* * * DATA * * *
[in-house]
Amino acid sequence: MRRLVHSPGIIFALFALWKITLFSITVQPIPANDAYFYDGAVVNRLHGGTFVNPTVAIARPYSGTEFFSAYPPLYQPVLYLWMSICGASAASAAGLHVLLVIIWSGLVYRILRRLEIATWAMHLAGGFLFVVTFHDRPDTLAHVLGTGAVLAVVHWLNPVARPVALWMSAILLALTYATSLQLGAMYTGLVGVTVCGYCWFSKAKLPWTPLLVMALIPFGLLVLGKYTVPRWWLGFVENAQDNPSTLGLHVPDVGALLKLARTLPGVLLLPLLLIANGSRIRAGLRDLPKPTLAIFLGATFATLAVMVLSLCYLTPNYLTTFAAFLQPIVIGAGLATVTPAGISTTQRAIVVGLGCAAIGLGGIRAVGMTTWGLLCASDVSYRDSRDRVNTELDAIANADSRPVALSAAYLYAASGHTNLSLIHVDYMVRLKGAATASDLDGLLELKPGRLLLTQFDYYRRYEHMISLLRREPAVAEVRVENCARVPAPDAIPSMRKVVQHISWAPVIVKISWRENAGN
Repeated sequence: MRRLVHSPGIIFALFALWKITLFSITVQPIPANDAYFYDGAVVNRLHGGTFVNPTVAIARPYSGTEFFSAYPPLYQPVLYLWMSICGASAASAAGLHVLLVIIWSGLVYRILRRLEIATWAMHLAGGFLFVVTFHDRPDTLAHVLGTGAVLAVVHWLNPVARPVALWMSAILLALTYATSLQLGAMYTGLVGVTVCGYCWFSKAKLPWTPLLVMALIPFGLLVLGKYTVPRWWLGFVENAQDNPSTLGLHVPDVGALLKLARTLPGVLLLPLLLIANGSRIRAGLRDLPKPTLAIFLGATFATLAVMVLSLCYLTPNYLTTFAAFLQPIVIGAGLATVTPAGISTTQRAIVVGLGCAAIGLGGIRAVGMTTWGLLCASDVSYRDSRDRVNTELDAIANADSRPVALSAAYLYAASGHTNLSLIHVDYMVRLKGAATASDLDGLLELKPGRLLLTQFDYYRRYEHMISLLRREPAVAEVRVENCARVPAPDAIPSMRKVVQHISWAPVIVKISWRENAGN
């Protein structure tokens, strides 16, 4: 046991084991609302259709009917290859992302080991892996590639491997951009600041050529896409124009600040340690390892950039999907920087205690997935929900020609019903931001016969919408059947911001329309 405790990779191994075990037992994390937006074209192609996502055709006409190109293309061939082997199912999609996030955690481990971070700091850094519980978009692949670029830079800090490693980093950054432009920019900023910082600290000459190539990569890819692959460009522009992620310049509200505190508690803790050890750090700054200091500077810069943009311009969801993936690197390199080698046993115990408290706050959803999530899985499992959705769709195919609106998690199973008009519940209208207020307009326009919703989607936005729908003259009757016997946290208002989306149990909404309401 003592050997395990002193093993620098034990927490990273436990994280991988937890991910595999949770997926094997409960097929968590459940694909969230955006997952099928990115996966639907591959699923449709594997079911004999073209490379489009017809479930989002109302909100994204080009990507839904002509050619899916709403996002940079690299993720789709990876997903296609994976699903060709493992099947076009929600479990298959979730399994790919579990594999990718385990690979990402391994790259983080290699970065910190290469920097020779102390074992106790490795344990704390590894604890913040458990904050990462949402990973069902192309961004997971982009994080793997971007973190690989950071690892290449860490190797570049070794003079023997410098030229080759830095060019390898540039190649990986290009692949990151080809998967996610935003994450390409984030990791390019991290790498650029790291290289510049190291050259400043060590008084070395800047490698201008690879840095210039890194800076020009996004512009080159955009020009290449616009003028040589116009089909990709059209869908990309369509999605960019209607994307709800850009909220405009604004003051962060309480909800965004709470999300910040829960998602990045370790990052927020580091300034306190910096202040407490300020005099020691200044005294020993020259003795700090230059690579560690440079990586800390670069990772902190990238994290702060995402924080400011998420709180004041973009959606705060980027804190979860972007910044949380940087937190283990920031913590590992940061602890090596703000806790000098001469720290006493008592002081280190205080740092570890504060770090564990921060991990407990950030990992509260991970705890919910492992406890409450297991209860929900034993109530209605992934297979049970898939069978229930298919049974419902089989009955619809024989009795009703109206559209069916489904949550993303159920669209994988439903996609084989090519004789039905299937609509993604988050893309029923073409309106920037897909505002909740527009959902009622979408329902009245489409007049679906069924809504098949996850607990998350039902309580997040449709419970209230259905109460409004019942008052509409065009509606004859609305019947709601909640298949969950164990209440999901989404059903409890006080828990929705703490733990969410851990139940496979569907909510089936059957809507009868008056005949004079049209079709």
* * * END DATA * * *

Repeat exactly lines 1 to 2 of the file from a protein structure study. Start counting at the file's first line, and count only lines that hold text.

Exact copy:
[in-house]
Amino acid sequence: MRRLVHSPGIIFALFALWKITLFSITVQPIPANDAYFYDGAVVNRLHGGTFVNPTVAIARPYSGTEFFSAYPPLYQPVLYLWMSICGASAASAAGLHVLLVIIWSGLVYRILRRLEIATWAMHLAGGFLFVVTFHDRPDTLAHVLGTGAVLAVVHWLNPVARPVALWMSAILLALTYATSLQLGAMYTGLVGVTVCGYCWFSKAKLPWTPLLVMALIPFGLLVLGKYTVPRWWLGFVENAQDNPSTLGLHVPDVGALLKLARTLPGVLLLPLLLIANGSRIRAGLRDLPKPTLAIFLGATFATLAVMVLSLCYLTPNYLTTFAAFLQPIVIGAGLATVTPAGISTTQRAIVVGLGCAAIGLGGIRAVGMTTWGLLCASDVSYRDSRDRVNTELDAIANADSRPVALSAAYLYAASGHTNLSLIHVDYMVRLKGAATASDLDGLLELKPGRLLLTQFDYYRRYEHMISLLRREPAVAEVRVENCARVPAPDAIPSMRKVVQHISWAPVIVKISWRENAGN